These are herbivorous insects that will happily munch their way through an entire garden of prized plants. The adult damage, although unsightly, is not usually a problem. In late summer they lay eggs into the soil hatching into small white grubs that over winter within the roots of the plant. These are a much bigger problem as they will feed extensively on the root system, often killing the plant in the process. Container growing is particularly hazardous when faced with vine weevil larvae.
The nematode enters through the natural orifices and excretes bacteria that poisons the blood, killing the grub. The soil needs to be at least 5 degrees C for it to work efficiently, and the nematode is applied in autumn. For extreme cases, they need to be reapplied in spring and again the following autumn.
There are two main pests of lawns that can be controlled by nematode use, and it is important to recognise which one you have as the controls are different. Leatherjackets are the larvae of craneflies, and the eggs hatch a few weeks after they were laid in August-October. A mild winter will allow them to eat the roots of lawns soon after hatching. The lawn will start to go yellow and die off. A colder winter just pushes the damage back a few months. Chafer grubs similarly eat the roots of grasses over winter, showing yellowing, dead patches. The grubs are bigger and fatter than leatherjackets and are very attractive to hungry birds who will start to dig up the lawn, which is the main difference between identifying the two.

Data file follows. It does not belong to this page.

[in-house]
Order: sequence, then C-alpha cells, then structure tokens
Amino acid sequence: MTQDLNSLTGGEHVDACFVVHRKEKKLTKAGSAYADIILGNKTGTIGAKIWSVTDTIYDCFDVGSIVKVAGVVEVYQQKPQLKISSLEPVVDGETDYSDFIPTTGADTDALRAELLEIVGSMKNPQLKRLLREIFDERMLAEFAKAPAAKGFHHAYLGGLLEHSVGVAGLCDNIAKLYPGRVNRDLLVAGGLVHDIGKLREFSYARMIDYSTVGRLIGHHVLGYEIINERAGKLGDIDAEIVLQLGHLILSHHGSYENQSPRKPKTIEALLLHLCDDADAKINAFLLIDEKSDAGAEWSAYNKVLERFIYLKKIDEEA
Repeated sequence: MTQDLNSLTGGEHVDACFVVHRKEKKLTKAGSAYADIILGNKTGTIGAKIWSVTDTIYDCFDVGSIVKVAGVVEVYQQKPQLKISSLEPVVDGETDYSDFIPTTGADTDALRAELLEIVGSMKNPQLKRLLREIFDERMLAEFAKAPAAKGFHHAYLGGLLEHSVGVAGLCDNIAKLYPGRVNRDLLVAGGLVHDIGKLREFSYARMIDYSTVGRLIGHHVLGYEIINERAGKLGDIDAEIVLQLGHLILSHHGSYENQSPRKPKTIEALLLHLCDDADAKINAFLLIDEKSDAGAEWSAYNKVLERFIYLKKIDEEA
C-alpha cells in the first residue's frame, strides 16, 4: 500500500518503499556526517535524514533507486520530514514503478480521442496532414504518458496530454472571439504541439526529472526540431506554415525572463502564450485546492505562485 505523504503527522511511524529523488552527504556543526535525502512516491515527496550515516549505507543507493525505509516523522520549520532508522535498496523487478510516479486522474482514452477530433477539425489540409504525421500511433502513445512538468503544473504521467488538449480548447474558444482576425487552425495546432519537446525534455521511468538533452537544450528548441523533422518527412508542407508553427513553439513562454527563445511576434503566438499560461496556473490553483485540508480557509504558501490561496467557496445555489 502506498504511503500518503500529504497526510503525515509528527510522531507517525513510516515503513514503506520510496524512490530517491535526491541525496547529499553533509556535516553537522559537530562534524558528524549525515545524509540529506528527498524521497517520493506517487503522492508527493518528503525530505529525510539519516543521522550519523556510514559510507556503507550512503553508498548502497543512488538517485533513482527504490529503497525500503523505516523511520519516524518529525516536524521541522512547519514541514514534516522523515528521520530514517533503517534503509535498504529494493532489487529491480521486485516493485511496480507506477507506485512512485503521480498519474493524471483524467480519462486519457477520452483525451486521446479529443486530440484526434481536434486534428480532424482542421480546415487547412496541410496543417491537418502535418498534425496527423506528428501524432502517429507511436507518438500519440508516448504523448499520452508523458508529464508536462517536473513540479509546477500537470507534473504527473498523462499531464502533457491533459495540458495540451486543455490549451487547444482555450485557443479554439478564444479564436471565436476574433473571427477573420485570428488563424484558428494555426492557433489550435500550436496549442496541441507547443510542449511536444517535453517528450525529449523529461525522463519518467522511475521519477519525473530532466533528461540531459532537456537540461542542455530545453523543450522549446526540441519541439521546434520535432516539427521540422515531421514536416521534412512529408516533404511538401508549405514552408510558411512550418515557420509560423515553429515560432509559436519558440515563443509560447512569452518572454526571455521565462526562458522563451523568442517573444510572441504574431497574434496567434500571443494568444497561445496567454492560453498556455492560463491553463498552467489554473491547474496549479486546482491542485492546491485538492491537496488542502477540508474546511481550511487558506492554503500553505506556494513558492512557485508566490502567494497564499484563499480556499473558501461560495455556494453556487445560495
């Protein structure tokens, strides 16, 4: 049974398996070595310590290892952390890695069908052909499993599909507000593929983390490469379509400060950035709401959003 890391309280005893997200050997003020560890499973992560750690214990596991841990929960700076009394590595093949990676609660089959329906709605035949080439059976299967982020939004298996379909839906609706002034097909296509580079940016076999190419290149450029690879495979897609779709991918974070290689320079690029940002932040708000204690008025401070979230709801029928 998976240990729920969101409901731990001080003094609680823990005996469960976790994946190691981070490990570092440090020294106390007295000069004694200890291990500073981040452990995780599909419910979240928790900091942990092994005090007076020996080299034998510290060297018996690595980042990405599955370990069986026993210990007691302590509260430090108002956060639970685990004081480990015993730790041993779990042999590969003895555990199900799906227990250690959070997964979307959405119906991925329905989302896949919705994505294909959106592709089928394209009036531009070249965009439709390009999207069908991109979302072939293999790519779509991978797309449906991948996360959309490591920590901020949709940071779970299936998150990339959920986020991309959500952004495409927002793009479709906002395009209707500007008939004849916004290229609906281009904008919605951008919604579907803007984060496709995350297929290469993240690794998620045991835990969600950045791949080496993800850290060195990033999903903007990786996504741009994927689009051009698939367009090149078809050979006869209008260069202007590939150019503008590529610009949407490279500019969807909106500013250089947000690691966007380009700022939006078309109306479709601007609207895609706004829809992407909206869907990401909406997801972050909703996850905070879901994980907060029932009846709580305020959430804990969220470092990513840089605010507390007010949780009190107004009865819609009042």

The soil needs to be warmer for the nematodes, 10-12 degrees C is a minimum, but they will need applying in autumn, and a second application in spring is occasionally necessary.